Ares in Chains

One of the things that I think is important to discuss in the onus of the recent sexual abuse allegations within the pagan community is the theological importance we levy to our gods. Sannion touched on this briefly, but I wanted to expound on the myth of Ares’ trial for the retributive murder of Hallirhothios and the story’s theological and instructive value to both the polytheist community and pagans who assert archetypal philosophies.

 

Ares Kills Poseidon's Son

 

The myth is summed up as follows: Hallirhothios, a son of Poseidon, rapes (and this time in the myth, rape definitely means “sexually assaults”) Ares’ daughter Alkippe. Upon learning of the assault, Ares kills Hallirhothios. Poseidon, of course, is pissed, and so brings Ares to trial. Assembled before the rest of the gods, Ares and Poseidon give their cases, and the gods acquit Ares of wrongdoing; the place of the trial is renamed the Areopagus and becomes a place where the Athenians try capital cases.

 

This myth is significant for a variety of reasons. First, it sets up the first case of truly justifiable homicide. If you rape someone, it is justified–and some would say necessary–to kill the rapist. This precedent has trickled down to our modern legal system, where rape is a capital crime in places that have not abolished the death penalty. Even in places that have, many courts consider homicide in defense of self or another during the course of a sexual assault to be justified.

This is of course not to say that we can just go out killing abusers and rapists with impunity; you will go to jail if the homicide occurs after the fact, and of course the accused is still entitled to a trial. False accusations, though very rare, do happen, which is why courts can only justify violence in self defense during the commission of crime against you, and even then, self-defense laws vary from place to place. For more information about self-defense law in the US, follow this link.

 

Secondly, this myth demonstrates why it may be prudent to incorporate Ares’ cult into our community. It would be a slap in the face to victims to say, “Oh, if you only prayed to Ares more, maybe this wouldn’t have happened.” I’m not saying that nor would I attempt to. However, I feel that the sort of culture that Ares’ cult perpetuates, one of responsibility and care for victims, would be beneficial to the entire community.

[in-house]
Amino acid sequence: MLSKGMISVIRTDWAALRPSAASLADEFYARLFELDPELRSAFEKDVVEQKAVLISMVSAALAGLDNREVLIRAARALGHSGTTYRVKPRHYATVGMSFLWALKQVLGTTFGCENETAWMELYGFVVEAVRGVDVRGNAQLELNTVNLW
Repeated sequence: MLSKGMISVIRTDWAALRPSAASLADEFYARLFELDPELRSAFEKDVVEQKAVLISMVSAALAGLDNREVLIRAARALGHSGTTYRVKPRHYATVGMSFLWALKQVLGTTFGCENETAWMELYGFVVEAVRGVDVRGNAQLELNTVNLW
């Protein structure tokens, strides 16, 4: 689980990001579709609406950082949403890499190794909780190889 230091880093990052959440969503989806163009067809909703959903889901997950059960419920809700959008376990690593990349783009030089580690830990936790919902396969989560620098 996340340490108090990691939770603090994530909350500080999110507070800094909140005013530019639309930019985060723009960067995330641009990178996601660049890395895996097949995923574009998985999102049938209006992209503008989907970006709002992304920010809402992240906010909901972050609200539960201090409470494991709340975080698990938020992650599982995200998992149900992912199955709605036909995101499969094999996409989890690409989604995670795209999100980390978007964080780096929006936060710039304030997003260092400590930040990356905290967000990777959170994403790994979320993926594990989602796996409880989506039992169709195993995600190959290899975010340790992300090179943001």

Ares teaches us that “no” means “no,” and that the consequences for transgressing those boundaries of consent can and should be met with the most severe consequences. He teaches that someone will have the victim’s backs; by not fulfilling Ares’ promise (see below), we insult him and his charges. Ares can also bring courage to victims, and inspires the vulnerable to strengthen themselves when the strength of those charged to protect them fails. He is compassionate towards women and children, and his mythology attests to this. Yes, Ares is a violent, bloody god, but he is only wrathful towards those that transgress the law and make war.

Archetypically, Ares represents the upholder of laws and the protective father. Therefore, rejecting even the archetype of Ares is nonsensical for me. Ares, whose voice is louder than a thousand men, does not encourage silence. His companions are Justice and the Furies, those who send abusers to their doom. Make no mistake, the modern artistic depiction of Justice is dead wrong; Justice sees everything, carries a sword in her right (read [traditionally] dominant) hand, and keeps Ares, Oath, and Furies in tow.

 

Lastly, I feel this myth creates a morally binding promise between society and the innocent victims of abuse to advocate and seek retribution upon those who commit violence against the innocent. It describes a natural law, higher than any statutory authority, wherein victims must be made whole through justice. We can worry about PR and image and community structures AFTER we have begun to care for the hurt.

So please, don’t leave Ares in chains. We as a community cannot afford to break Ares’ promises. So hail Ares, that he may be at our backs and led behind Dike to the betterment of all.

Dividends Part I

Some days it amazes me how a little effort gets one a long way–a spark creates a raging fire, a smile a date, or some whispered words a swelling wave of action. I have felt acutely aware in recent days just how the littlest things reverberate and cycle up like electricity in a capacitor, causing tiny currents to grow into palpable and powerful surges, enough to move entire groups of people. This is of course how reciprocity–a cornerstone of both Hellenic religion and human interaction–works.

I read a great article earlier today which, though vulgar, made me really think about the community as it is changing now. Some folks may not think it has changed much, but for me it has. I have changed in relation to it, too. I don’t want to jinx it, but it *almost* seems like the polytheist community is -gasp- growing up and into its own. How do I know? To take a leaf from John Cheese’s article:

#5. We’ve Become Embarrassed of Our Past Selves (And Then We Let It Go)